Deciding this was one of the last chances he would get, Hawkins beckoned to Annag. “Are you sure about this, my lady? This barrow is deep, and if the gods cannot see-”
“Hush,” she said, cutting him off. “If the barrow was good enough for the valiant soldiers who held this fort in ages past, then it’s more than enough for my sister. She would have been honored to be placed beside them.” She reached out and patted Hawkins’ arm. “You’re young, and you have plenty to learn about how we do things out here. Keep close to Graham and I, we’ll get you sorted out in no time. Well, maybe focus on Graham for the time being.”
“What?” asked Hawkins, giving Annag a questioning look. The aging woman merely gave an amused grin and rattled her elm bracelet in response.
Moving into the barrow wasn’t as claustrophobic as Hawkins had feared. The space had been widened to accommodate the influx of new burials, but measures had been taken to avoid defacing any existing murals or tombs. Catriona was placed between two of these tombs, one belonging to a “Barander” and the other “Korovan, Knight of Vilo-” with the last few letters being worn away.
Hawkins and Tonnen stood in silence with their heads bowed as Graham performed the burial rites. Annag wafted smoke from a set of charred elm bundles over the body of her sister and spoke a few words of her own before holding her hand one last time. After taking a deep breath, Annag covered Catriona’s face with the burial shroud and exited the barrows, quietly sobbing.
Graham approached the pair and ushered them outside, mentioning the fact that they don’t want to be away from town at night for too long. Outside, the moon was bright enough to light the way once the torches were extinguished, and Kahrden softly bounded down the steps from the watchtower. He was moving quickly but not rushing, and something about his demeanor suggested he was doing his best to avoid alarming anyone.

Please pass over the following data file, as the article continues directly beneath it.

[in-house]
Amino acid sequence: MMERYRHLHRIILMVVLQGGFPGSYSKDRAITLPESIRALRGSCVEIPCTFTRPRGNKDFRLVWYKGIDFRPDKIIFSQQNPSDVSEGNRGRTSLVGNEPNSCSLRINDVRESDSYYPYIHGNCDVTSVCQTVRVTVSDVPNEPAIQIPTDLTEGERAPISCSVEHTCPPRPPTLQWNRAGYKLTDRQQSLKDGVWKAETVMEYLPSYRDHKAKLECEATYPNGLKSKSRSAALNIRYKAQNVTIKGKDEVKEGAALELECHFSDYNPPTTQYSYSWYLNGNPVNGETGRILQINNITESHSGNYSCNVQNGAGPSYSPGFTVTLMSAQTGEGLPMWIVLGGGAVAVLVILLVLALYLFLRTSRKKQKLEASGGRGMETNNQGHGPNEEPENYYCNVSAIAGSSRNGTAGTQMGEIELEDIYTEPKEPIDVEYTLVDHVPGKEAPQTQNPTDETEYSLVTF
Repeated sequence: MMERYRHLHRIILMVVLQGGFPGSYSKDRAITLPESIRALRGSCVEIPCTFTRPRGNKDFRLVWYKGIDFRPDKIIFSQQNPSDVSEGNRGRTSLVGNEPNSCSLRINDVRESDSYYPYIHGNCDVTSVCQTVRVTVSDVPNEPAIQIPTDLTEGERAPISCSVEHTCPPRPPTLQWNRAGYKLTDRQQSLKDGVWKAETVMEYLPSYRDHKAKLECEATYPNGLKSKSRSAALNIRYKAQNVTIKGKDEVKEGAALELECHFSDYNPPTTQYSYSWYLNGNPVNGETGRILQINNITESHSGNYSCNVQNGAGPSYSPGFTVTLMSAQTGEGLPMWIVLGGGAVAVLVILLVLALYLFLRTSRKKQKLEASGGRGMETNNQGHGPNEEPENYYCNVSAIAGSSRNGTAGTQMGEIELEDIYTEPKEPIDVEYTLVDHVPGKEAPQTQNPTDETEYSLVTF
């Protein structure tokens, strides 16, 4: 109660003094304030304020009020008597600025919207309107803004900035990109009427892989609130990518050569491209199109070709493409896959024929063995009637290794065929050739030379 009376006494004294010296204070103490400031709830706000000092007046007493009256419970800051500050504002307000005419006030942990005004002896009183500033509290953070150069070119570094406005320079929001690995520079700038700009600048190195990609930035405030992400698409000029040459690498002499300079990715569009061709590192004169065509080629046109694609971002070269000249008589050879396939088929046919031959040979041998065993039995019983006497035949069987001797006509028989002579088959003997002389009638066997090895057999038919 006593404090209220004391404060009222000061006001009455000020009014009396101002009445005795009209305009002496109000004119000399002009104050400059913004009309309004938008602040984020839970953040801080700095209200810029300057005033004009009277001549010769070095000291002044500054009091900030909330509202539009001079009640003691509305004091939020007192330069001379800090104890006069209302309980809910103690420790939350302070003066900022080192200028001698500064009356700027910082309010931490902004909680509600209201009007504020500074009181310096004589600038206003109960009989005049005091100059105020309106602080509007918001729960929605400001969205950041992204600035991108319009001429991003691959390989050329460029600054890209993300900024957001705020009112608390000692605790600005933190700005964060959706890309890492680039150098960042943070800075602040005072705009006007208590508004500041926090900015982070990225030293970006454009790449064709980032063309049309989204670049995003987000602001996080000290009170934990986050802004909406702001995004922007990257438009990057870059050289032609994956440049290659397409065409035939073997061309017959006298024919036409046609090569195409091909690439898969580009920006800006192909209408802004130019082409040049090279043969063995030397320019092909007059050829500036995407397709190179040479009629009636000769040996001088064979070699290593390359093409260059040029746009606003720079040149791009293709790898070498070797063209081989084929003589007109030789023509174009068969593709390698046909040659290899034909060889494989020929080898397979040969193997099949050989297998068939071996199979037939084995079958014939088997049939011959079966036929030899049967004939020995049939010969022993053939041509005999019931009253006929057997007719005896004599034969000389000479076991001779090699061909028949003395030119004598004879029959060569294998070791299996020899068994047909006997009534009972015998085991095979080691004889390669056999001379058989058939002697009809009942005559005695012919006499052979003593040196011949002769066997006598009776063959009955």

Kahrden and Graham were engaged in a hushed conversation when Hawkins approached them.
“-very recently, from what I can tell. The stench in unmistakeable,” he overheard the hunter say.
“What’s going on?”
The priest and the hunter both turned to Hawkins. Graham drew in a deep breath and pulled Hawkins away from the rest. “Kahrden found signs of goblins in the watchtower. They were in there rather recently, and I trust his judgement on the matter. I suggest we head back to town at all haste.” Not willing to argue the point, Hawkins nodded and made sure Tonnen was keeping pace.
Along their journey back to town, that feeling of being watched was still present, although nobody else seemed to notice or care. In fact, Graham was picking up sticks seemingly at random and discarding a great many before settling on one that fit his unknowable criteria. Much to Hawkins’ surprise, the old priest handed the stick to him.
“Have you ever held a sword before, Hawkins?”